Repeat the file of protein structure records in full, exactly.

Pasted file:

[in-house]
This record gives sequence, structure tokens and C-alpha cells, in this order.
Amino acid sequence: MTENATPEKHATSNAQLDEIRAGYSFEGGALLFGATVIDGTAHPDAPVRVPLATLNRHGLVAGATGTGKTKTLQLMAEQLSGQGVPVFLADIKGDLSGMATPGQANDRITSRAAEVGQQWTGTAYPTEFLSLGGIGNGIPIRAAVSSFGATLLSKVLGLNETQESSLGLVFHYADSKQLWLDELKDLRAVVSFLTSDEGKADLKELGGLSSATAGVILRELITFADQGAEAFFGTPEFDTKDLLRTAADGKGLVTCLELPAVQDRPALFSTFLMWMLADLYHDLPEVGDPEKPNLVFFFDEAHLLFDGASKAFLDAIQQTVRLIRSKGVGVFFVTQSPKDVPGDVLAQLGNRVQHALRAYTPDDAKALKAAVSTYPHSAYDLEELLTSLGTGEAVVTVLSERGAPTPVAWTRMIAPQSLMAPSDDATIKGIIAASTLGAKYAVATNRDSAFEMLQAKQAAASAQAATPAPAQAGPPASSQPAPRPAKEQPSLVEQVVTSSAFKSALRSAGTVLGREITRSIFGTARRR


[in-house]
This record gives sequence, structure tokens and C-alpha cells, in this order.
Amino acid sequence: MTENATPEKHATSNAQLDEIRAGYSFEGGALLFGATVIDGTAHPDAPVRVPLATLNRHGLVAGATGTGKTKTLQLMAEQLSGQGVPVFLADIKGDLSGMATPGQANDRITSRAAEVGQQWTGTAYPTEFLSLGGIGNGIPIRAAVSSFGATLLSKVLGLNETQESSLGLVFHYADSKQLWLDELKDLRAVVSFLTSDEGKADLKELGGLSSATAGVILRELITFADQGAEAFFGTPEFDTKDLLRTAADGKGLVTCLELPAVQDRPALFSTFLMWMLADLYHDLPEVGDPEKPNLVFFFDEAHLLFDGASKAFLDAIQQTVRLIRSKGVGVFFVTQSPKDVPGDVLAQLGNRVQHALRAYTPDDAKALKAAVSTYPHSAYDLEELLTSLGTGEAVVTVLSERGAPTPVAWTRMIAPQSLMAPSDDATIKGIIAASTLGAKYAVATNRDSAFEMLQAKQAAASAQAATPAPAQAGPPASSQPAPRPAKEQPSLVEQVVTSSAFKSALRSAGTVLGREITRSIFGTARRR